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There is wide variation in the problems prioritised by people with psychosis in cognitive behavioural therapy for psychosis (CBTp). While research trials and mental health services have often prioritised reduction in psychiatric symptoms, service users may prioritise issues not directly related to psychosis. This discrepancy suggests potential challenges in treatment outcome research.
The present study aimed to examine the types of problems that were recorded on problem lists generated in CBTp trials.
Problem and goals lists for 110 participants were extracted from CBTp therapy notes. Subsequently, problems were coded into 23 distinct categories by pooling together items that appeared thematically related.
More than half of participants (59.62%) listed a non-psychosis-related priority problem, and 22.12% did not list any psychosis related problems. Chi-square tests indicated there was no difference between participants from early intervention (EI) and other services in terms of priority problem (χ2 = 0.06, p = .804), but that those from EI were more likely to include any psychosis-related problems in their lists (χ2 = 6.66, p = .010).
The findings of this study suggest that psychiatric symptom reduction is not the primary goal of CBTp for most service users, particularly those who are not under the care of EI services. The implications for future research and clinical practice are discussed.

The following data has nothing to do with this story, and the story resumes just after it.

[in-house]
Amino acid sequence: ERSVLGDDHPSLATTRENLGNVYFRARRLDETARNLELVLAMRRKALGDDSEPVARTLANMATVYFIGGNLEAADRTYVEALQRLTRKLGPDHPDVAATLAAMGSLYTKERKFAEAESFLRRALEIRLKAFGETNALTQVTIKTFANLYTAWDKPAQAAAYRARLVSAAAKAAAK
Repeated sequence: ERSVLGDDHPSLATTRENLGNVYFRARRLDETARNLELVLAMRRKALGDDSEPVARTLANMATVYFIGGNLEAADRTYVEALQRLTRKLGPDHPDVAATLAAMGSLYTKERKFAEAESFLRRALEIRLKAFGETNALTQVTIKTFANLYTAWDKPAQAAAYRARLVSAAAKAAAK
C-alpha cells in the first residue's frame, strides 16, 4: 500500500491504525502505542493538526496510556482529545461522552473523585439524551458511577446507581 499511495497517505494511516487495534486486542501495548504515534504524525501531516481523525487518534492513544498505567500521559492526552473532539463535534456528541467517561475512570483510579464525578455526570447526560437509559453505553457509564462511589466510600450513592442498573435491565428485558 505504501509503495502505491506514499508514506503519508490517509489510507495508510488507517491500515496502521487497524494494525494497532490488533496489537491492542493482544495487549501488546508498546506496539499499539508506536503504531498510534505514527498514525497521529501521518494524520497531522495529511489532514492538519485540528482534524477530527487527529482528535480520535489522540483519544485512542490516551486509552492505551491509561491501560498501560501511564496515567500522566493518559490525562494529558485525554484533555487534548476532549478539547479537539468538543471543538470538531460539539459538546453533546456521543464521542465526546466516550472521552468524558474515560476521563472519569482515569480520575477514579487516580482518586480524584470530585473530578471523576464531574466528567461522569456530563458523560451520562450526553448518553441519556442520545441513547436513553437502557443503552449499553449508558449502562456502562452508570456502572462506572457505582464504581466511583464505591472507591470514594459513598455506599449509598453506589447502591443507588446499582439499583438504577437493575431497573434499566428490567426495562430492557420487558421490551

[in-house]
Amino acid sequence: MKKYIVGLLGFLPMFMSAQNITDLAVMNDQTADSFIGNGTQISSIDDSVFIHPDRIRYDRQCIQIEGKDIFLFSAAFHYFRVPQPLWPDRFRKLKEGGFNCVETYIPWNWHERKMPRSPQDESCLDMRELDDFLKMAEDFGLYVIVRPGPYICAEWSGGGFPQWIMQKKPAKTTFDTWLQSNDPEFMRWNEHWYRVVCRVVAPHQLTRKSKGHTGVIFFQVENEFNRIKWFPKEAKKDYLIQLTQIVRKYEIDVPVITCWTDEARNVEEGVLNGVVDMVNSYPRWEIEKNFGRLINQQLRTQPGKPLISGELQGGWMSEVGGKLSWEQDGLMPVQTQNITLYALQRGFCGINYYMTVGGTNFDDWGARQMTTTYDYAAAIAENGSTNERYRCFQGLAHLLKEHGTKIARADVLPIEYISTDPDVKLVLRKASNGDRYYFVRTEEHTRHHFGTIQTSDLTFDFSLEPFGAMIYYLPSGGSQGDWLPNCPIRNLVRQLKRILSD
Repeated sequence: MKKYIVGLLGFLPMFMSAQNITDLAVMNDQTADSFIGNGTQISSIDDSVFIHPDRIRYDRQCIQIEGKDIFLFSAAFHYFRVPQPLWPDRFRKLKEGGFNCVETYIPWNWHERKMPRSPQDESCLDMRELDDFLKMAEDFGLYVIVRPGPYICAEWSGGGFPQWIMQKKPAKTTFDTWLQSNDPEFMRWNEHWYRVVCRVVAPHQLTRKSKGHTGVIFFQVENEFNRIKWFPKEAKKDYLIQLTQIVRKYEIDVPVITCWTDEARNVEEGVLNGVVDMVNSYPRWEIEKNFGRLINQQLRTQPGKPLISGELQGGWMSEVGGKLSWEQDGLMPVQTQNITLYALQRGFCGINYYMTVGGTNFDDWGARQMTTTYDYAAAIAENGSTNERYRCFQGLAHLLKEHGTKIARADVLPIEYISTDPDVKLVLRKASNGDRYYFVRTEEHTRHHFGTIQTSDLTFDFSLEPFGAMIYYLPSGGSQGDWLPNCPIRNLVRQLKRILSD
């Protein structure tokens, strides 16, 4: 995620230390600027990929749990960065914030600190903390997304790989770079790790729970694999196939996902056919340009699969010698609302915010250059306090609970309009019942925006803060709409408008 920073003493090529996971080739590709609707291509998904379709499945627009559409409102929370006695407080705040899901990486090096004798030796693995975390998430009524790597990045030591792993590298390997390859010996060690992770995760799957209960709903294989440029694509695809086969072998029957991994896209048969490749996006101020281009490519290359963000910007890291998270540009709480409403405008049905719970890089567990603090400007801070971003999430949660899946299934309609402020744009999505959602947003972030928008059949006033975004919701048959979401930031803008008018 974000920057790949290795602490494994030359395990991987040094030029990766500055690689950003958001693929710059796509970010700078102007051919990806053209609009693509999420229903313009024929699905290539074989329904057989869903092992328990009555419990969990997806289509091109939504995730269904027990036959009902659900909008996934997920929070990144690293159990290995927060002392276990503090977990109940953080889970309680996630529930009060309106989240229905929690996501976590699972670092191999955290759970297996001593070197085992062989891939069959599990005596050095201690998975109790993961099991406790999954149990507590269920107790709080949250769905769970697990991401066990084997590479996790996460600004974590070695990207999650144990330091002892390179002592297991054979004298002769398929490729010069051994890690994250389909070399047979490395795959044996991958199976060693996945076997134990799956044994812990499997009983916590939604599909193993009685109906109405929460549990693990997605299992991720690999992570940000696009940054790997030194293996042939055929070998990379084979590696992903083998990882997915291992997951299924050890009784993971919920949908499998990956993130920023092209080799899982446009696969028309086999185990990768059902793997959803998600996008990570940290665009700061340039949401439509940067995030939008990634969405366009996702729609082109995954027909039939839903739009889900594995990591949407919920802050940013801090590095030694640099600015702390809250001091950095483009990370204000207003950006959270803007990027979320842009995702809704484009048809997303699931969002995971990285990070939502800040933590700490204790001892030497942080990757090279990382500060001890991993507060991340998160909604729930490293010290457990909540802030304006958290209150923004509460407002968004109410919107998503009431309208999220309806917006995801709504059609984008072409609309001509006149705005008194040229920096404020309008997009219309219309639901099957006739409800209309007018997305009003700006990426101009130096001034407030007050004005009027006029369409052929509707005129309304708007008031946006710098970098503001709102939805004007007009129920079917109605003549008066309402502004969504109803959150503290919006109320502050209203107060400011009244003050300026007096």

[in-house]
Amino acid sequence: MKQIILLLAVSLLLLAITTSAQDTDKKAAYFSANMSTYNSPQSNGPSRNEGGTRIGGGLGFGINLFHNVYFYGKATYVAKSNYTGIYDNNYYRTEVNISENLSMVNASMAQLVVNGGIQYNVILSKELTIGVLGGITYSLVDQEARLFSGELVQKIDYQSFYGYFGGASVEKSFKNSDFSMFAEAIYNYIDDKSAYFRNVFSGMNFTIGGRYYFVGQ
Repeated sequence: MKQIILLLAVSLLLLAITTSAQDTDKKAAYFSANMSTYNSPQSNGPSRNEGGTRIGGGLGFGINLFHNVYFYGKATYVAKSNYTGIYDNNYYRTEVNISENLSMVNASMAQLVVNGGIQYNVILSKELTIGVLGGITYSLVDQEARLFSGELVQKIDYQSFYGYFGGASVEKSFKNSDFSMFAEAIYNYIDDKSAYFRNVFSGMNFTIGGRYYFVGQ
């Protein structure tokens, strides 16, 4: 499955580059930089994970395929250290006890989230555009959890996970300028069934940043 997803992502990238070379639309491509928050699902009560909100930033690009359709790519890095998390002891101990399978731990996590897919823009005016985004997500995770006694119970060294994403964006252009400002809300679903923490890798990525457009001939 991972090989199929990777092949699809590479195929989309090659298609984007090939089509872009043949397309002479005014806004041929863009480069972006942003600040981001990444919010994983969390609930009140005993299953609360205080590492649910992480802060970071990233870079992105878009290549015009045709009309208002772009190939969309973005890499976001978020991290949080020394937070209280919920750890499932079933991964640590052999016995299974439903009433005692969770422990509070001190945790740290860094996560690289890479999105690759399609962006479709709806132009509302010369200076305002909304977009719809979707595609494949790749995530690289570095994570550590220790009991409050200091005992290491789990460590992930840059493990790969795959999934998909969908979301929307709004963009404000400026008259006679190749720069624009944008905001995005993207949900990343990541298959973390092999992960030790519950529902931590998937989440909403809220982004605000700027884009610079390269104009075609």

Automated virtual reality therapies are being developed to increase access to psychological interventions. We assessed the experience with one such therapy of patients diagnosed with psychosis, including satisfaction, side effects, and positive experiences of access to the technology. We tested whether side effects affected therapy.
In a clinical trial 122 patients diagnosed with psychosis completed baseline measures of psychiatric symptoms, received gameChange VR therapy, and then completed a satisfaction questionnaire, the Oxford-VR Side Effects Checklist, and outcome measures.
79 (65.8%) patients were very satisfied with VR therapy, 37 (30.8%) were mostly satisfied, 3 (2.5%) were indifferent/mildly dissatisfied, and 1 (0.8%) person was quite dissatisfied. The most common side effects were: difficulties concentrating because of thinking about what might be happening in the room (n = 17, 14.2%); lasting headache (n = 10, 8.3%); and the headset causing feelings of panic (n = 9, 7.4%). Side effects formed three factors: difficulties concentrating when wearing a headset, feelings of panic using VR, and worries following VR. The occurrence of side effects was not associated with number of VR sessions, therapy outcomes, or psychiatric symptoms. Difficulties concentrating in VR were associated with slightly lower satisfaction. VR therapy provision and engagement made patients feel: proud (n = 99, 81.8%); valued (n = 97, 80.2%); and optimistic (n = 96, 79.3%).
Patients with psychosis were generally very positive towards the VR therapy, valued having the opportunity to try the technology, and experienced few adverse effects. Side effects did not significantly impact VR therapy. Patient experience of VR is likely to facilitate widespread adoption.
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